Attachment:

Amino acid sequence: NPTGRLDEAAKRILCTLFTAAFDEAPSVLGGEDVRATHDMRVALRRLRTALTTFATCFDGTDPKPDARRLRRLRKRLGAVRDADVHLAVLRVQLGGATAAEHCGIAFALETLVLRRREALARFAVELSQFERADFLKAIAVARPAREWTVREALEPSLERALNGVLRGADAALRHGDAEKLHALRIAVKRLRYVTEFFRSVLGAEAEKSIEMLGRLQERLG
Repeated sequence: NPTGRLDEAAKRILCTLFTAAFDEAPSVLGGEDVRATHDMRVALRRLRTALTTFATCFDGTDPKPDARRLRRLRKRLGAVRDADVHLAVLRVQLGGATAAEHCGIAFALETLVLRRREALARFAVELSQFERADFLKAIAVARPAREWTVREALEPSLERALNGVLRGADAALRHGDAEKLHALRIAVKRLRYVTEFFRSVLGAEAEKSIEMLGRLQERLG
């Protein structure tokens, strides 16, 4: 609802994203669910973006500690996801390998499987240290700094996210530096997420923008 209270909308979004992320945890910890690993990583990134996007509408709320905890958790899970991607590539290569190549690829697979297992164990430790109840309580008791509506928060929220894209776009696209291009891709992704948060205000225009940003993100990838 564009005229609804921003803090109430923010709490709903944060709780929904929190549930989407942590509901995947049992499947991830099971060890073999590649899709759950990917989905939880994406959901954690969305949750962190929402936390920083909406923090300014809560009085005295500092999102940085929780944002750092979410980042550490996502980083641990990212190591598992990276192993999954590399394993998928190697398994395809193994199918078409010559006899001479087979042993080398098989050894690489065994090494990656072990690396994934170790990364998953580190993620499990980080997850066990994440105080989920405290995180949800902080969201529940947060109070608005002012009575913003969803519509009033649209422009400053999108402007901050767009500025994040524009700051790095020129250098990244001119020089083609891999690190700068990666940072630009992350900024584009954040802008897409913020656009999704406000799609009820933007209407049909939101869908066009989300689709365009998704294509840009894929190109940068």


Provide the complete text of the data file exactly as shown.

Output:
Amino acid sequence: NPTGRLDEAAKRILCTLFTAAFDEAPSVLGGEDVRATHDMRVALRRLRTALTTFATCFDGTDPKPDARRLRRLRKRLGAVRDADVHLAVLRVQLGGATAAEHCGIAFALETLVLRRREALARFAVELSQFERADFLKAIAVARPAREWTVREALEPSLERALNGVLRGADAALRHGDAEKLHALRIAVKRLRYVTEFFRSVLGAEAEKSIEMLGRLQERLG
Repeated sequence: NPTGRLDEAAKRILCTLFTAAFDEAPSVLGGEDVRATHDMRVALRRLRTALTTFATCFDGTDPKPDARRLRRLRKRLGAVRDADVHLAVLRVQLGGATAAEHCGIAFALETLVLRRREALARFAVELSQFERADFLKAIAVARPAREWTVREALEPSLERALNGVLRGADAALRHGDAEKLHALRIAVKRLRYVTEFFRSVLGAEAEKSIEMLGRLQERLG
């Protein structure tokens, strides 16, 4: 609802994203669910973006500690996801390998499987240290700094996210530096997420923008 209270909308979004992320945890910890690993990583990134996007509408709320905890958790899970991607590539290569190549690829697979297992164990430790109840309580008791509506928060929220894209776009696209291009891709992704948060205000225009940003993100990838 564009005229609804921003803090109430923010709490709903944060709780929904929190549930989407942590509901995947049992499947991830099971060890073999590649899709759950990917989905939880994406959901954690969305949750962190929402936390920083909406923090300014809560009085005295500092999102940085929780944002750092979410980042550490996502980083641990990212190591598992990276192993999954590399394993998928190697398994395809193994199918078409010559006899001479087979042993080398098989050894690489065994090494990656072990690396994934170790990364998953580190993620499990980080997850066990994440105080989920405290995180949800902080969201529940947060109070608005002012009575913003969803519509009033649209422009400053999108402007901050767009500025994040524009700051790095020129250098990244001119020089083609891999690190700068990666940072630009992350900024584009954040802008897409913020656009999704406000799609009820933007209407049909939101869908066009989300689709365009998704294509840009894929190109940068």